The White House announced a broad plan on Wednesday to expand building code standards at federally funded sites and to incentivize projects to meet the new standards at state and local governments.
The Biden administration says the new standards are for combating climate change and the extreme weather predicted to accompany it. The new initiative seeks to “boost resilience to the impacts of climate change, lower utility bills for homes and businesses, and prioritize underserved communities,” according to a release from the White House.
The plan uses funds from the $1.2 trillion infrastructure bill that President Joe Biden signed into law last year, with $225 million going to the Department of Energy to implement the new building standards.
The plan includes a review of all federally funded construction projects with federal agencies reporting to the National Climate Task Force that Biden put in place at the start of his presidency.
The new standards will be used to guide construction projects like those in areas that have received a federal disaster declaration and are being built with Community Development Block Grant-Disaster Recovery funds through the Department of Housing and Urban Development (HUD).
It also includes federal housing programs at other agencies like the Federal Emergency Management Agency (FEMA), Veterans Affairs, and the Department of Agriculture.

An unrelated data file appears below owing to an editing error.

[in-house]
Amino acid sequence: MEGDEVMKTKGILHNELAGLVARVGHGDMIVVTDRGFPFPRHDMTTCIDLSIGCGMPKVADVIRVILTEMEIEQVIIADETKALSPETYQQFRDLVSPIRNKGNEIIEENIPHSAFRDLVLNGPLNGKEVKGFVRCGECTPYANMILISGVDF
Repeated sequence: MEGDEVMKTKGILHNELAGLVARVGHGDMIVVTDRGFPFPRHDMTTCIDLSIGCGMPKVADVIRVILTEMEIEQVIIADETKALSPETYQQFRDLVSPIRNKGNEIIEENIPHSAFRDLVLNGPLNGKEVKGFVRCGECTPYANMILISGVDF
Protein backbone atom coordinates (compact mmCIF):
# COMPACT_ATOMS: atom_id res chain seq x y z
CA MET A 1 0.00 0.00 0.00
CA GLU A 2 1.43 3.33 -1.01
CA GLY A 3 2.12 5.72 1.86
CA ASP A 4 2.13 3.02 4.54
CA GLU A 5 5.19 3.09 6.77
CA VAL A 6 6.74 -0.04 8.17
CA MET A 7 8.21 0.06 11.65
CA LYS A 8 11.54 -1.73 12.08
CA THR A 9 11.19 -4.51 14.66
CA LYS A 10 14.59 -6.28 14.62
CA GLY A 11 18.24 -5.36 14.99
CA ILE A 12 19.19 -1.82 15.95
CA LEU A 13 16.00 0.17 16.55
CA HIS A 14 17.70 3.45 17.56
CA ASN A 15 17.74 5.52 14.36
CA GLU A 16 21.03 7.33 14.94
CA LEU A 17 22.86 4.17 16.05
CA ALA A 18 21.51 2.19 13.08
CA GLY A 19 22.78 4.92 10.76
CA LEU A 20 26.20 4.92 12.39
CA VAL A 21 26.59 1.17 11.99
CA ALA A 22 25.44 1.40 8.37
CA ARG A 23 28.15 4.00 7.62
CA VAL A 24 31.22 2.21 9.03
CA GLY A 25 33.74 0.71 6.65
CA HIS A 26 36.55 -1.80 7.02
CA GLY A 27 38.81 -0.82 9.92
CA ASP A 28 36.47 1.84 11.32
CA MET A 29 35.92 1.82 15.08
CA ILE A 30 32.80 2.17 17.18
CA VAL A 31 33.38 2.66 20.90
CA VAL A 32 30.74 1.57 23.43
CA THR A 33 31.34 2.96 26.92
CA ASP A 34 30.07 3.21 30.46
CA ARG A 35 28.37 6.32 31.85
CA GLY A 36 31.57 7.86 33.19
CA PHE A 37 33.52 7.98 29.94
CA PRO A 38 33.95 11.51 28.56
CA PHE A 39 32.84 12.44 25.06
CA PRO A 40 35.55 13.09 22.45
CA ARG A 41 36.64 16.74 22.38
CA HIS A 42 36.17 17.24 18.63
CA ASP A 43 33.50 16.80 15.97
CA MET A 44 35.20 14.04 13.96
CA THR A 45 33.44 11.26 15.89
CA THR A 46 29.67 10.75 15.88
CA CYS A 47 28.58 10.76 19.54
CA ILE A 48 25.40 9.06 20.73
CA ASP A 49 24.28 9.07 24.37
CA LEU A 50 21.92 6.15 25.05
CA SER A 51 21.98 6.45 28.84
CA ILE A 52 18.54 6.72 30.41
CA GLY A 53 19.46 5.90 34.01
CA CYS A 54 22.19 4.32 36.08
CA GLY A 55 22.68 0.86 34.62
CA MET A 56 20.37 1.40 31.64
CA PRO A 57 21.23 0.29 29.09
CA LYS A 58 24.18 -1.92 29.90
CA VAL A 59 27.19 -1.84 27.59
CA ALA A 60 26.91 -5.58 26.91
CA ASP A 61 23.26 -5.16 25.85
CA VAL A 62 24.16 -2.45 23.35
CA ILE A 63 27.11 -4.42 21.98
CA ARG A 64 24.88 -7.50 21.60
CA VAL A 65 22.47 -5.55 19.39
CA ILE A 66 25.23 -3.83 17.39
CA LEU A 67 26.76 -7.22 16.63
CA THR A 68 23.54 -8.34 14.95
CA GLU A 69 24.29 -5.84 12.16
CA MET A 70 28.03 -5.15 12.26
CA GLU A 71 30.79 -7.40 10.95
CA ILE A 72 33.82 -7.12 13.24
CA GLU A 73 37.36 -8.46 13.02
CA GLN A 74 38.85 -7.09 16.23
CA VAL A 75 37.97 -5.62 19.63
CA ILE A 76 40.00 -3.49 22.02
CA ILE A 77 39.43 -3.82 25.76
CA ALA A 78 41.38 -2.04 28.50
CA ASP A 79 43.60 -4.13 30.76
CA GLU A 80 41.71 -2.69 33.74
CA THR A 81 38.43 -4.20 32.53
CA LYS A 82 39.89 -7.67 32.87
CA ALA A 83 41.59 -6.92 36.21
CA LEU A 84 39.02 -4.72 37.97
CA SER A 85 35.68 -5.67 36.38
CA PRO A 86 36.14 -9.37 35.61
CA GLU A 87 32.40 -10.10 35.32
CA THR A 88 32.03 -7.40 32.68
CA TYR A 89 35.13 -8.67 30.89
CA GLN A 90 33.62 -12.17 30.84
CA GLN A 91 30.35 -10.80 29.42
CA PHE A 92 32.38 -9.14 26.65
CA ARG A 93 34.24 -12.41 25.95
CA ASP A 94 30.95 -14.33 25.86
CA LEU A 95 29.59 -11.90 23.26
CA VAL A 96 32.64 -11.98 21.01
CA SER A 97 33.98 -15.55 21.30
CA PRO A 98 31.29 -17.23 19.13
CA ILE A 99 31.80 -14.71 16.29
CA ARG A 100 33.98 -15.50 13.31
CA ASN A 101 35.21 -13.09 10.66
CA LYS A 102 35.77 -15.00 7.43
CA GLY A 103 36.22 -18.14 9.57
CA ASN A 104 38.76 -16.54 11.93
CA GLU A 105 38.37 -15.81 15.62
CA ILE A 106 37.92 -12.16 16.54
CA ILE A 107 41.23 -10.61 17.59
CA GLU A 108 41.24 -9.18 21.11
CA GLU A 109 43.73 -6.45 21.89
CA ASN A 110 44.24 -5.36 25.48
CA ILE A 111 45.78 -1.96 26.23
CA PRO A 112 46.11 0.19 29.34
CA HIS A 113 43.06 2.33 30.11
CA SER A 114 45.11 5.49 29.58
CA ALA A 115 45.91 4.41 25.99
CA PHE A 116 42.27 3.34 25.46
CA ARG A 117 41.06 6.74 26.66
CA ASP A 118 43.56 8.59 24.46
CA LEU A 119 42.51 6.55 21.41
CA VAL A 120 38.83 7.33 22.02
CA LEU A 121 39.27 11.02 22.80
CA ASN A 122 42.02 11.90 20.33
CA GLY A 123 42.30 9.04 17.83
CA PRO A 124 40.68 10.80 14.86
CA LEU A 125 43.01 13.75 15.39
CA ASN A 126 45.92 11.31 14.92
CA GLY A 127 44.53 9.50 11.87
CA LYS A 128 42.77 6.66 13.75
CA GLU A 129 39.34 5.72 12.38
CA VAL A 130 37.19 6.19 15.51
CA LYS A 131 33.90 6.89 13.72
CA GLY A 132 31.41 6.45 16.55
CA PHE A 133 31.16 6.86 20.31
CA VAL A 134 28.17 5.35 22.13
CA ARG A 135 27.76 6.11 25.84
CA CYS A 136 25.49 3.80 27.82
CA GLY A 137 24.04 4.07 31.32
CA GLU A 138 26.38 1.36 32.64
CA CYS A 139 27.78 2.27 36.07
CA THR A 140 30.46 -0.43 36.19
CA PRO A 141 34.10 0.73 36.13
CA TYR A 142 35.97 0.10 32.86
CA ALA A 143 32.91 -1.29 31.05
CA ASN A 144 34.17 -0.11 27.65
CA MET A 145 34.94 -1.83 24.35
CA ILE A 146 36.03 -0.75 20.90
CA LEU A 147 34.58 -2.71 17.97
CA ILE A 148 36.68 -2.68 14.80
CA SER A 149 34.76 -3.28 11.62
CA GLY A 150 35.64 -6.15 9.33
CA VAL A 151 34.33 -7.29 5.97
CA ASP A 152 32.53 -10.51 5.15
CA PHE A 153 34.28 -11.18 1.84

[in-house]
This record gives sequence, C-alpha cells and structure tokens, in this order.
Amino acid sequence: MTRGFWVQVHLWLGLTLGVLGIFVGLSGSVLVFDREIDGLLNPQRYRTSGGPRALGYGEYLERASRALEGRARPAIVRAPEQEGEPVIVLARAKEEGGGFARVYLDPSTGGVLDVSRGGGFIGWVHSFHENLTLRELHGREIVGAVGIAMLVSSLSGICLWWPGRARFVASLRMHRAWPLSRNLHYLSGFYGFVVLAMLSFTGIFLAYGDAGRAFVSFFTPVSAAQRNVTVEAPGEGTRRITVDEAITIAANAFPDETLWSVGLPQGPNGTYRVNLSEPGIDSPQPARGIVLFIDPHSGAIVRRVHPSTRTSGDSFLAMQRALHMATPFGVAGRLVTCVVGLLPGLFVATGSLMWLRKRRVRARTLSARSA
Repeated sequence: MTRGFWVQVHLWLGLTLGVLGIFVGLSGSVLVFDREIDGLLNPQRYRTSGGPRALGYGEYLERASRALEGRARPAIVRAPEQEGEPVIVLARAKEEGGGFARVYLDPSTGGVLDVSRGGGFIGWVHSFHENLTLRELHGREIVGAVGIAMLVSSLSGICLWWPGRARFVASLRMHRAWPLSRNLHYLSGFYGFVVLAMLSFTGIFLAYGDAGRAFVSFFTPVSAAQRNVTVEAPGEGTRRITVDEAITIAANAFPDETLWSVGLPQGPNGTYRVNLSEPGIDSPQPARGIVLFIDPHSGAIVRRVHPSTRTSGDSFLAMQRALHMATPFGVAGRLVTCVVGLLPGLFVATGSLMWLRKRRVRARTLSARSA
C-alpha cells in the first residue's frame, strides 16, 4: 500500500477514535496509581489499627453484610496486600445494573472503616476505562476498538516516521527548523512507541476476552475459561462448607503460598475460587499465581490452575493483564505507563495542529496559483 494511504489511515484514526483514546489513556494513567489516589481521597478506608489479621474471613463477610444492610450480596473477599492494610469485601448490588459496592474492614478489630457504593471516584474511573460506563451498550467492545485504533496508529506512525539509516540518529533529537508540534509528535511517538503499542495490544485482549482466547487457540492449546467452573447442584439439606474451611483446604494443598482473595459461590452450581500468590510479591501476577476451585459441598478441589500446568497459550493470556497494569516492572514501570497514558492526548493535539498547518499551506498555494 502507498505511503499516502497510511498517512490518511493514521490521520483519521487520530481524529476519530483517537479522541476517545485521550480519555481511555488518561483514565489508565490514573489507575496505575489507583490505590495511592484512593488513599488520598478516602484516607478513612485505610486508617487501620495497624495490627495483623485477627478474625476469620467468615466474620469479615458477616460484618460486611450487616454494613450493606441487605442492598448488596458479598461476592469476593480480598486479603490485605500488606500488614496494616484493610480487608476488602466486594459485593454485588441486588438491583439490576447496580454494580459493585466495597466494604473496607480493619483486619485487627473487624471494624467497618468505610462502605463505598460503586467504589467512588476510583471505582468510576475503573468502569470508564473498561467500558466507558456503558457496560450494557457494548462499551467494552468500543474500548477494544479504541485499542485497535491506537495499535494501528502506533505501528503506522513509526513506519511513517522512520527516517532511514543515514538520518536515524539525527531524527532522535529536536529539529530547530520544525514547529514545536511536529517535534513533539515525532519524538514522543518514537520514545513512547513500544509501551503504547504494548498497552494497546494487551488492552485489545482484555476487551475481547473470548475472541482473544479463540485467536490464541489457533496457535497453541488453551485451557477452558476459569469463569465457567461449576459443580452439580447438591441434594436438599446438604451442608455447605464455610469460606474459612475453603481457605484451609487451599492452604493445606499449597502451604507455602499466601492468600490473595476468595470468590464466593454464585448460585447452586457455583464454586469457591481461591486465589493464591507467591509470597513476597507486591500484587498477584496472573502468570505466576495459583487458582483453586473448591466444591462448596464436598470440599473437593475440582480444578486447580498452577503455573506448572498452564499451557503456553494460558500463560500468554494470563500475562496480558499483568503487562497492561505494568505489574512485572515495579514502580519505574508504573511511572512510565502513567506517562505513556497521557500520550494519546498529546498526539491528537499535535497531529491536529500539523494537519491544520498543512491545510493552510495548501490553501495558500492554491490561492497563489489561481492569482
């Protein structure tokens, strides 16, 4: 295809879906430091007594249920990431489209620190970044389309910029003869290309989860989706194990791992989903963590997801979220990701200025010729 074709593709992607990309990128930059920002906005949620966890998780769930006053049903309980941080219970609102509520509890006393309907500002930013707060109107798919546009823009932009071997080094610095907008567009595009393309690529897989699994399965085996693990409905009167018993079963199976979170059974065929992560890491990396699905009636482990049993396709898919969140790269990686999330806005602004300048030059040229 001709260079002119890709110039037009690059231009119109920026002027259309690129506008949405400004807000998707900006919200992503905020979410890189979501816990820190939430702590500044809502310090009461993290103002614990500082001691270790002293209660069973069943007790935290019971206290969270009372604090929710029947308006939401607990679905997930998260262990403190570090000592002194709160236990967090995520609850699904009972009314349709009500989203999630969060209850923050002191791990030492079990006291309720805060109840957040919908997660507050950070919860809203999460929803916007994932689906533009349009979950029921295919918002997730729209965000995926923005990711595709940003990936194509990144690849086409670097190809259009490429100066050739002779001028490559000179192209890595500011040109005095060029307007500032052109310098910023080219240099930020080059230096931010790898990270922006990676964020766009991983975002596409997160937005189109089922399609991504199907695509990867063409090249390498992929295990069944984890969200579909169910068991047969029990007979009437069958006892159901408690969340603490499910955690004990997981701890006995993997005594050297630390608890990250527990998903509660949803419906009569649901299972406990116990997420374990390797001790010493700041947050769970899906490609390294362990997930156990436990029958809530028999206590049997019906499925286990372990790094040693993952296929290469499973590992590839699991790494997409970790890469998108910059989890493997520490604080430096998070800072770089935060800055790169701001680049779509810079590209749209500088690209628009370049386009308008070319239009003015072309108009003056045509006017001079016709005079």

Additionally, the administration says it’s seeking to provide incentives for communities to meet the new codes to better prepare structures for weather-related events and save on energy costs. The 35 percent of communities that have upgraded their codes are saving about $1.6 billion annually in damage expenses, according to a study by FEMA.
Last year, Biden announced his administration’s commitment that at least 40 percent of all federal investments in “clean energy” will go to disadvantaged communities.
Biden’s federal construction policy has taken on a radically different tone from that of his predecessor, further entrenching Washington in the regulatory process of the industry. In contrast, former President Donald Trump signed an executive order to ease the federal government’s building regulations. In other action, he signed an order recommending classical architecture as the “preferred and default architecture” for public federal government buildings in Washington.